Orca (killer whale) facts
Also known as “Killer Whales”, orcas are actually the largest species of dolphin and not technically “whales”!
Orcas (Orcinus orca) are marine mammals who belong to the dolphin family (Delphinidae). They are the largest species of dolphins and are easily recognizable by their black-and-white coloration and white patches near each of their eyes. Orcas can weigh between 5,500 and 10,000 kg and reach lengths of 32-feet!
Why are orcas called "killer whales"?
It’s believed that when European fisherman and sailors encountered orcas hundreds of years ago, they witnessed orcas hunting whales. As a result, they named the species “whale killers”. When the name was translated into English, it became “killer whales”. Although known to hunt a variety of species, there have been no documented cases of orcas killing humans in the wild.
Are orcas dangerous?
While orcas are one of the fiercest predators in the ocean, they generally pose no threat to humans. Despite the “killer” whale name, there are no documented cases of an orca intentionally harming a human in the wild as previously noted. In captivity however, there are 4 recorded cases of orca-caused human deaths, three of them involved Tilikum, a wild-caught orca and the focus of the documentary Blackfish. Tilikum was captured when he was only 2 years old and spent most of his life captive at SeaWorld in Orlando, Florida, in a small, barren concrete tank. He was forced to perform over and over again until January 2017 when he died after 34 years in captivity.
Recently, there have been cases of orcas ramming and sinking boat. While this new behaviour is yet to be fully understood, some experts interpret it as a social and playful behaviour.
What was Blackfish about?
Blackfish, the documentary, told the story of Tilikum, a captive orca who killed three people including two of his trainers. The film also explained the controversies behind keeping orcas in captivity. Because of the film, SeaWorld announced it would end its orca-breeding program.
Where do killer whales live?
Orcas are the most widely distributed mammals, living in every ocean around the world.
Canada is home to several distinct populations of orcas, each characterized by their unique cultural differentiations, such as hunting and other behaviours, and the composition of their diet. Along the Pacific coast of Canada, live four of these populations – Southern Resident, Northern Resident, West Coast Transient, and Offshore. In the Arctic/Atlantic Ocean lives the Northwestern Atlantic and Eastern Arctic population.
What do orcas eat?
Orcas are the ocean’s apex predators, which means they are at the top of the food chain and have no natural predators. They eat a wide variety of prey, from marine mammals like seals, to fish, and even seabirds!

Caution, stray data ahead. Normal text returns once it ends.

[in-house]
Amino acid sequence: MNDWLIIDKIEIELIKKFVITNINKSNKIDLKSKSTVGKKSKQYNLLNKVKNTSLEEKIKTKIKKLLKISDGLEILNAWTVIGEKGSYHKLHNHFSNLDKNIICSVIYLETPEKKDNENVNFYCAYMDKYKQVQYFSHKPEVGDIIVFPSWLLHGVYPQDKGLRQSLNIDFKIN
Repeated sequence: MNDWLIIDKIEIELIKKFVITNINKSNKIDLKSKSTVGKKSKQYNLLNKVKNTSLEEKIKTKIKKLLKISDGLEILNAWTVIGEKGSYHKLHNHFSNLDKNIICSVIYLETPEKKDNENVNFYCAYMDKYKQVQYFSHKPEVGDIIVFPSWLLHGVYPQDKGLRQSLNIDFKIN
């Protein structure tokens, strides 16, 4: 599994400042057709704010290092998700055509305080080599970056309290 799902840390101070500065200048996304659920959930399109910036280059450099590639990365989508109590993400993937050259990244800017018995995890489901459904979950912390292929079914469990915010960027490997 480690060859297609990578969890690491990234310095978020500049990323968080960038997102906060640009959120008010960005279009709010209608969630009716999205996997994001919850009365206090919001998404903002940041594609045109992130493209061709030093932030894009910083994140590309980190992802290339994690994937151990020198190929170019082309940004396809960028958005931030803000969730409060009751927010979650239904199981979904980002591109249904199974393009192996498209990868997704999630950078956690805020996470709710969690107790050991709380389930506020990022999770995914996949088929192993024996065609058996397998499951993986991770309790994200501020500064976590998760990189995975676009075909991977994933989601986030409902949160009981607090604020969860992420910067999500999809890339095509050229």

Depending on the orca community, each has their own specialized, traditional diet. For example, West Coast Transient orcas in the Salish Sea eat only marine mammals like seals and sea lions while the Southern Resident orcas (also found in the Salish Sea) eat only fish, especially the Chinook salmon.
Do orcas live in groups?
Yes, orcas live in close-knit multi-generational groups called “pods.” Orcas live in a matriarchal society, where older females pass down knowledge and specific behaviours to the younger members of their family.
Are orcas endangered?
According to the IUCN, orcas are currently listed as “Data Deficient", which means their conservation status is unknown.
However, the Southern Resident Orcas (a population of orcas who live off the Canada/US Pacific coastline) are considered endangered under the Endangered Species Act. This is largely attributed to the decline of Chinook salmon in their habitat – which makes up 80% of their diet.
How long do killer whales live?
The life span of orcas differs between the sexes. Male killer whales have an average lifespan of approximately 30 years, although some individuals have been known to survive for 60-70 years in the wild. Females on the other hand, have a typical lifespan in the wild is around 50 years, but can live for 80-90 years! In contrast, captive orcas of either sex rarely live longer than 30 years, with many dying in their teens and 20s.
Sadly, right now, there are over 3,000 dolphins globally that are in the same situation day after day, month after month, year after year as Kiska was. Many are kept in poor conditions and used for shows in which they have to perform, none of them will ever get to experience the freedom of being able to swim amongst their pod in the vast ocean.
Help put an end to wildlife captivity
Your gift today can help stop their suffering by supporting the end of their captive breeding, wild capture, and use for entertainment for good. It can also ensure that the systematic cycle of cruelty for profit stops so that this is the last generation to be trapped in tanks.